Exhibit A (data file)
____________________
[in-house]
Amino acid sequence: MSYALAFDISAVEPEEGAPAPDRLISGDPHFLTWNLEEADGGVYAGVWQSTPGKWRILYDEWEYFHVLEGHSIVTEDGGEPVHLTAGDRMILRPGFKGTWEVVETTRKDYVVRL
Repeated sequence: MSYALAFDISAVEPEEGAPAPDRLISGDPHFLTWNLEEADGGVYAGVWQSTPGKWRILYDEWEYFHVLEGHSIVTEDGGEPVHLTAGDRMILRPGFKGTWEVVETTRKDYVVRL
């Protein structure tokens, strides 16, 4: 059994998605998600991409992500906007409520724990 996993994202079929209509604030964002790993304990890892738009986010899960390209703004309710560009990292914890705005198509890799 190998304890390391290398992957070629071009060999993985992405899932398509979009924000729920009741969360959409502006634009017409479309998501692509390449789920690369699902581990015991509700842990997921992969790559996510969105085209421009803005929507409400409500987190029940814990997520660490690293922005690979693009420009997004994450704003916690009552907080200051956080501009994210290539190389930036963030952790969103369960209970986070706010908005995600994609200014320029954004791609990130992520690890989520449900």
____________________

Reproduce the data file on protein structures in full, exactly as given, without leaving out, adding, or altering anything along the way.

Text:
[in-house]
Amino acid sequence: MSYALAFDISAVEPEEGAPAPDRLISGDPHFLTWNLEEADGGVYAGVWQSTPGKWRILYDEWEYFHVLEGHSIVTEDGGEPVHLTAGDRMILRPGFKGTWEVVETTRKDYVVRL
Repeated sequence: MSYALAFDISAVEPEEGAPAPDRLISGDPHFLTWNLEEADGGVYAGVWQSTPGKWRILYDEWEYFHVLEGHSIVTEDGGEPVHLTAGDRMILRPGFKGTWEVVETTRKDYVVRL
């Protein structure tokens, strides 16, 4: 059994998605998600991409992500906007409520724990 996993994202079929209509604030964002790993304990890892738009986010899960390209703004309710560009990292914890705005198509890799 190998304890390391290398992957070629071009060999993985992405899932398509979009924000729920009741969360959409502006634009017409479309998501692509390449789920690369699902581990015991509700842990997921992969790559996510969105085209421009803005929507409400409500987190029940814990997520660490690293922005690979693009420009997004994450704003916690009552907080200051956080501009994210290539190389930036963030952790969103369960209970986070706010908005995600994609200014320029954004791609990130992520690890989520449900």